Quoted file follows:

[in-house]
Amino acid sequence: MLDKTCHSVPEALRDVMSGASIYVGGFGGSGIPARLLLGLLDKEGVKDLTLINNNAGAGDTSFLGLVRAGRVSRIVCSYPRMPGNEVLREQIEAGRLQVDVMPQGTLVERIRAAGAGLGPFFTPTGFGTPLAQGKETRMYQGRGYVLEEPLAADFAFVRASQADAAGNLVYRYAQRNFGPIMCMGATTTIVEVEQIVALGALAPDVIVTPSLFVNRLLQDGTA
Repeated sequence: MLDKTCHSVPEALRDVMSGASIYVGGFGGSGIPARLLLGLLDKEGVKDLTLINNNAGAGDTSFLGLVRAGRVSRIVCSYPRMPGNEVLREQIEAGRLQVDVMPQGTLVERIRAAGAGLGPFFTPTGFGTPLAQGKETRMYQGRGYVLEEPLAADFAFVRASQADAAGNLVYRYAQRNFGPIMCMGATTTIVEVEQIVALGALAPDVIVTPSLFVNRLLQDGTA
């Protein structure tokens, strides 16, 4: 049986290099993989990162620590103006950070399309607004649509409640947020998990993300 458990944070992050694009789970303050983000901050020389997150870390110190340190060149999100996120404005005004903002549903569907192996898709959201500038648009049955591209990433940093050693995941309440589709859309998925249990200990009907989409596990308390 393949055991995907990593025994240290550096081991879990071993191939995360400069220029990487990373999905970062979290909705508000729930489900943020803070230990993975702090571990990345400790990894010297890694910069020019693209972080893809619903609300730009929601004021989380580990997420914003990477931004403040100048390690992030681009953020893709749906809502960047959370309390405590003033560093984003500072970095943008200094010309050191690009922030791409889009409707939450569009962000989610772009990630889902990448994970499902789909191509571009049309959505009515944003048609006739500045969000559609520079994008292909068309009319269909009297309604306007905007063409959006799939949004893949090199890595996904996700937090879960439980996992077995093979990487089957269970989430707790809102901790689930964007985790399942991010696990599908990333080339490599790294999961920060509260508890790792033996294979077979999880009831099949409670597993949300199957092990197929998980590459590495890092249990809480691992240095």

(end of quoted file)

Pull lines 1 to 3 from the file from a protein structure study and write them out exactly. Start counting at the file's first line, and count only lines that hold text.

[in-house]
Amino acid sequence: MLDKTCHSVPEALRDVMSGASIYVGGFGGSGIPARLLLGLLDKEGVKDLTLINNNAGAGDTSFLGLVRAGRVSRIVCSYPRMPGNEVLREQIEAGRLQVDVMPQGTLVERIRAAGAGLGPFFTPTGFGTPLAQGKETRMYQGRGYVLEEPLAADFAFVRASQADAAGNLVYRYAQRNFGPIMCMGATTTIVEVEQIVALGALAPDVIVTPSLFVNRLLQDGTA
Repeated sequence: MLDKTCHSVPEALRDVMSGASIYVGGFGGSGIPARLLLGLLDKEGVKDLTLINNNAGAGDTSFLGLVRAGRVSRIVCSYPRMPGNEVLREQIEAGRLQVDVMPQGTLVERIRAAGAGLGPFFTPTGFGTPLAQGKETRMYQGRGYVLEEPLAADFAFVRASQADAAGNLVYRYAQRNFGPIMCMGATTTIVEVEQIVALGALAPDVIVTPSLFVNRLLQDGTA